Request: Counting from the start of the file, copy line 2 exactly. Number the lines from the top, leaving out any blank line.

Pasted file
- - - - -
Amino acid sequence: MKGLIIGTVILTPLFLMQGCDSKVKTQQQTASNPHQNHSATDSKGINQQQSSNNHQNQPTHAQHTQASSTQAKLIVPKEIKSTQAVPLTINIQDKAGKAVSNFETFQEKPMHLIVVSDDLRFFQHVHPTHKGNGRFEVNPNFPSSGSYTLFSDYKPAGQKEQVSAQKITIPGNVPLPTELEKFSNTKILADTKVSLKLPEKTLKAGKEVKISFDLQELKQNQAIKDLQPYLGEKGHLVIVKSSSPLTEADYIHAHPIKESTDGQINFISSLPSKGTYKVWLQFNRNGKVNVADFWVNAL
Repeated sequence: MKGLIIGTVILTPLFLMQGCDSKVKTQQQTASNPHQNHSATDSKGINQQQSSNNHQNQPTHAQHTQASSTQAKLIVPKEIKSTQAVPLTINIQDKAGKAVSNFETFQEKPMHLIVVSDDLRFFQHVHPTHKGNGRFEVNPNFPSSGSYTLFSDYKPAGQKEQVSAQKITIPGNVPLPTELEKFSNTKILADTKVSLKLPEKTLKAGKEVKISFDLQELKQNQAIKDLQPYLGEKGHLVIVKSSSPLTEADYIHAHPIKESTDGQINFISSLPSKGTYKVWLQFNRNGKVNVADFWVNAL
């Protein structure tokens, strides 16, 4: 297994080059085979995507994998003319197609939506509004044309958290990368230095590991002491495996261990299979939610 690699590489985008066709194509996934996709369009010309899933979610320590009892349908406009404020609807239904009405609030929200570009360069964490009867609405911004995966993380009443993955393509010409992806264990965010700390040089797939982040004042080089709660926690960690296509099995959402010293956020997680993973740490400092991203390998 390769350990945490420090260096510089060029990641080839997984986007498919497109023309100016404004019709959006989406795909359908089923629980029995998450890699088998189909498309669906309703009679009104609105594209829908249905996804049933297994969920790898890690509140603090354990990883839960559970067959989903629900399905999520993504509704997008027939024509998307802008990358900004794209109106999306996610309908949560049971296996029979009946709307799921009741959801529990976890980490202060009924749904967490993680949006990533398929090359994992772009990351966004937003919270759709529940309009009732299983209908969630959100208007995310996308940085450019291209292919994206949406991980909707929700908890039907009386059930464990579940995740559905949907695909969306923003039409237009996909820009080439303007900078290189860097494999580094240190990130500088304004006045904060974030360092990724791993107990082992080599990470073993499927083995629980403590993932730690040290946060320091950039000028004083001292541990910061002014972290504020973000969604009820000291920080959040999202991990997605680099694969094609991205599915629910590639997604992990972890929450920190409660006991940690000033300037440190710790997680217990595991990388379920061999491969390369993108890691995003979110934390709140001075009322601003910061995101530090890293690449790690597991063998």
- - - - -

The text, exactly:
Repeated sequence: MKGLIIGTVILTPLFLMQGCDSKVKTQQQTASNPHQNHSATDSKGINQQQSSNNHQNQPTHAQHTQASSTQAKLIVPKEIKSTQAVPLTINIQDKAGKAVSNFETFQEKPMHLIVVSDDLRFFQHVHPTHKGNGRFEVNPNFPSSGSYTLFSDYKPAGQKEQVSAQKITIPGNVPLPTELEKFSNTKILADTKVSLKLPEKTLKAGKEVKISFDLQELKQNQAIKDLQPYLGEKGHLVIVKSSSPLTEADYIHAHPIKESTDGQINFISSLPSKGTYKVWLQFNRNGKVNVADFWVNAL